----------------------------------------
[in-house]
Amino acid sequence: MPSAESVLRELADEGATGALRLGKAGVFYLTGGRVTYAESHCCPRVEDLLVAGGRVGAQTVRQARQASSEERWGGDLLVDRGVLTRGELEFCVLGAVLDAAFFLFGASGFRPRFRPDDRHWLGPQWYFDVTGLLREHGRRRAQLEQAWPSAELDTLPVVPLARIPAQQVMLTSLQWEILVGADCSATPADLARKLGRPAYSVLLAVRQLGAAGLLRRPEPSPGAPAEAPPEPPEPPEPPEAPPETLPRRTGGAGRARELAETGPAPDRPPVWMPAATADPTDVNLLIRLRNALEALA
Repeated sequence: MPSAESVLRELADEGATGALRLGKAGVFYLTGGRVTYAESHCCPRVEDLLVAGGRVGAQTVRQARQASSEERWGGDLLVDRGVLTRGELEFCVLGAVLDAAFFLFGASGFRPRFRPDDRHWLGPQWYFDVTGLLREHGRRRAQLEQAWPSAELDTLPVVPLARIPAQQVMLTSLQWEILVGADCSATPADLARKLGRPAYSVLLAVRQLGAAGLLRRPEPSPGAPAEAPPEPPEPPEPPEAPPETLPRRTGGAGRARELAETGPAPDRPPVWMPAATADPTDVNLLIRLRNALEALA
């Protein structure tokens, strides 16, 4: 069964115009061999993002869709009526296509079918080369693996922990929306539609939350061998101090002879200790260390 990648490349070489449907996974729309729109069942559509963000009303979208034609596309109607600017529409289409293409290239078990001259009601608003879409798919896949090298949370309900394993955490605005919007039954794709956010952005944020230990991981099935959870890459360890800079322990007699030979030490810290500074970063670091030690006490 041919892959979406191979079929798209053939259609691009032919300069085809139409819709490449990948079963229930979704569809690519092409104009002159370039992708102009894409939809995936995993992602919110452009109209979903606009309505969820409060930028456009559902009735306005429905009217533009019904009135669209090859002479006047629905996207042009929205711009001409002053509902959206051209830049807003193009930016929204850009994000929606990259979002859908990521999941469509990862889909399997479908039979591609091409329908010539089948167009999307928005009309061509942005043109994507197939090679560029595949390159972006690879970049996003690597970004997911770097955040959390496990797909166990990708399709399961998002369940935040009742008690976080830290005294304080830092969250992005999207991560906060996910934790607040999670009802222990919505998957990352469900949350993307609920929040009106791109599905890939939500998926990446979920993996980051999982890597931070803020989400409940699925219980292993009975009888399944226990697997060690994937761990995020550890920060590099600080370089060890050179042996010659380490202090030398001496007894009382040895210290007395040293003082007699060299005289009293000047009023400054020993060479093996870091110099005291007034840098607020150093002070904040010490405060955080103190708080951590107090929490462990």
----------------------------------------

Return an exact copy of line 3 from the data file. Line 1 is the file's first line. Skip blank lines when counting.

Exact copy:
Repeated sequence: MPSAESVLRELADEGATGALRLGKAGVFYLTGGRVTYAESHCCPRVEDLLVAGGRVGAQTVRQARQASSEERWGGDLLVDRGVLTRGELEFCVLGAVLDAAFFLFGASGFRPRFRPDDRHWLGPQWYFDVTGLLREHGRRRAQLEQAWPSAELDTLPVVPLARIPAQQVMLTSLQWEILVGADCSATPADLARKLGRPAYSVLLAVRQLGAAGLLRRPEPSPGAPAEAPPEPPEPPEPPEAPPETLPRRTGGAGRARELAETGPAPDRPPVWMPAATADPTDVNLLIRLRNALEALA